architecture industry news

Revisiting an Ancient Green Solution

Ksar Ouled Soltane

Sustainable and green development may seem like relatively new industry buzzwords, but the concepts themselves are anything but novel.

While green building evokes images of such new technologies as photovoltaic panels and self-monitoring heat and cooling systems, the notion of sustainability dates back at least as far as ancient Greece.

Sustainable building revolves, first and foremost, around simplicity and efficiency. In ancient times, Greeks relied on a remarkably simple yet effective tactic now known as strategic solar building orientation to help provide comfort in their homes.

The great philosopher Socrates himself noted in his writings that buildings in ancient Greece were built facing south. This created warmth from the sun during the cold winter months and provided shade in the summer.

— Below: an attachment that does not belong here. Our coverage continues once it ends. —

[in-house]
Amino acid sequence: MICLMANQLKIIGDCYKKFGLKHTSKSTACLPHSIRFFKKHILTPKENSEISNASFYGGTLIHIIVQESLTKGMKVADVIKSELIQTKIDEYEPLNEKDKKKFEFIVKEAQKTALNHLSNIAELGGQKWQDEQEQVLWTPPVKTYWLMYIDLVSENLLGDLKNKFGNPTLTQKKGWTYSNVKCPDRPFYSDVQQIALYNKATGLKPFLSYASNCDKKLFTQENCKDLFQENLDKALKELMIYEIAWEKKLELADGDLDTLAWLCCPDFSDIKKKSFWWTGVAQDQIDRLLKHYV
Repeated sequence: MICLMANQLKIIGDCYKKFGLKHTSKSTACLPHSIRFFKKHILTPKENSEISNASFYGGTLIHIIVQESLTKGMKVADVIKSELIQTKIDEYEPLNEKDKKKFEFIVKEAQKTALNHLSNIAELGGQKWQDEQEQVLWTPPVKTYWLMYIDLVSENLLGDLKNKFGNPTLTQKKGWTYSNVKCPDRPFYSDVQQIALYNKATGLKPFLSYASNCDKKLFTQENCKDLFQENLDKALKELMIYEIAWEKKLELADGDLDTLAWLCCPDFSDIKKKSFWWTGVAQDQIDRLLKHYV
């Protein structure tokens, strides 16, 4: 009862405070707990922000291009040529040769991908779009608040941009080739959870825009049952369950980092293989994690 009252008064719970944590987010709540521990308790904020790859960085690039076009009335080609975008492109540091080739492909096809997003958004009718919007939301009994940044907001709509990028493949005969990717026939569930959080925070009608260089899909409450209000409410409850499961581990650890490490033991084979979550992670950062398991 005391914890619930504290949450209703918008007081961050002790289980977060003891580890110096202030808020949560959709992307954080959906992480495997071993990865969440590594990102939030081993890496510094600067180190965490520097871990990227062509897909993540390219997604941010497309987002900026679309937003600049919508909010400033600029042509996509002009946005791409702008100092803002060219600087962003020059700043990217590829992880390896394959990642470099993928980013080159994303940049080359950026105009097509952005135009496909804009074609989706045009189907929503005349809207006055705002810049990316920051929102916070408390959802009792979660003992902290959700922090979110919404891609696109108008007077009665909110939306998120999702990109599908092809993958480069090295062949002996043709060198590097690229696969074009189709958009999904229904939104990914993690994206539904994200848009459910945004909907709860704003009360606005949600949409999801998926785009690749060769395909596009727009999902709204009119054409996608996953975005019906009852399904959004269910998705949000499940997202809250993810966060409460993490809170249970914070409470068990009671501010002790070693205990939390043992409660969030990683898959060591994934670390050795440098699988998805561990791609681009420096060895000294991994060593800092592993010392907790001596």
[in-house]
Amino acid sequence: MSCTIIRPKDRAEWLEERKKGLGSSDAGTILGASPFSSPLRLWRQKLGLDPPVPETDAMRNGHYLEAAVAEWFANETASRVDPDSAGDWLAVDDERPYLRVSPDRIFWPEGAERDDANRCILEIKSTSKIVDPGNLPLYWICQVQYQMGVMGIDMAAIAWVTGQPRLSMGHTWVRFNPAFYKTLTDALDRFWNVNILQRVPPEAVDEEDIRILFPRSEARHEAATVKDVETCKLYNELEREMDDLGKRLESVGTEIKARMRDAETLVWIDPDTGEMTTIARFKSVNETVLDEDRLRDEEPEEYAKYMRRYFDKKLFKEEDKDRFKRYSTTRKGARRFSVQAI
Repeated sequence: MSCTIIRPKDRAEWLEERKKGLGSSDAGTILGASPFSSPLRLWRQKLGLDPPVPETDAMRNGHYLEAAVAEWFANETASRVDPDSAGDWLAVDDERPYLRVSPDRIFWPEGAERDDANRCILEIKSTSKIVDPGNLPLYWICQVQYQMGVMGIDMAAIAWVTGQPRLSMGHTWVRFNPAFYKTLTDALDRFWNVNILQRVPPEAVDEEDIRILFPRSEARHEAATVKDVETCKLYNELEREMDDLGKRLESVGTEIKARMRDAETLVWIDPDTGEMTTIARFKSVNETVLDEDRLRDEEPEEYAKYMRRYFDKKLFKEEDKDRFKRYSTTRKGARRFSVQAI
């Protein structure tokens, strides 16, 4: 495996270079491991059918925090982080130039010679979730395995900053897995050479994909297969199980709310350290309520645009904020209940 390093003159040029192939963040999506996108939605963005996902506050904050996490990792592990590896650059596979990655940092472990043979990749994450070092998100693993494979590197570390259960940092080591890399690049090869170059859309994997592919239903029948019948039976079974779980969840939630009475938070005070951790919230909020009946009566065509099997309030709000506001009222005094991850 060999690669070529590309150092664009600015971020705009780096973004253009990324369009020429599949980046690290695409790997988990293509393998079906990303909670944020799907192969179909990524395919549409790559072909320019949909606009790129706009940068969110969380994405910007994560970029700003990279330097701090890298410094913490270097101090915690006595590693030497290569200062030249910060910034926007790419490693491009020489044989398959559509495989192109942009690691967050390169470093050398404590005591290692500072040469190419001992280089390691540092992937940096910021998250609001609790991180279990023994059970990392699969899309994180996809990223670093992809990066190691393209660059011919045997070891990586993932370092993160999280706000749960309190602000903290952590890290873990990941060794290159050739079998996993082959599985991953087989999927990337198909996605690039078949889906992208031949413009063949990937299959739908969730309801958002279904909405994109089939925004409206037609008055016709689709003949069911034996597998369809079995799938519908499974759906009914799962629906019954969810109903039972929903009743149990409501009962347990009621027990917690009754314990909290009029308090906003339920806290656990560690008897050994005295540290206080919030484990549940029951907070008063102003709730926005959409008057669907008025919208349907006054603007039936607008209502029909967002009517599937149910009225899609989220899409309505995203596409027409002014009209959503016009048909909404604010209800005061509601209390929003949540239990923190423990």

Obviously, strategic solar building orientation would work differently for different people based on geography. For instance, those in the southern hemisphere would build homes facing north to glean the same benefits. Whatever the specifics, however, studies have shown that buildings that use strategic solar building orientation can save their owners as much as 12 per cent on energy used for heating and cooling and other associated costs.

Ksar Ouled Soltane

Of course, with space at a premium and home builders often having their own preferences – not to mention economic factors – such a simple solution is often either unknown or simply disregarded.

Modern green technologies obviously have their uses in helping reduce the environmental impacts of modern lifestyles. Despite this, the ease with which strategic solar building orientation could often be implemented makes the fact that it is so often ignored in favour of costlier and more modern options all the more surprising.

With such a basic solution there for the taking, strategic solar building orientation could do more than improve energy efficiency in homes. It could help dispel the myth that green and sustainable building practices are too costly, complicated and involved to consider.

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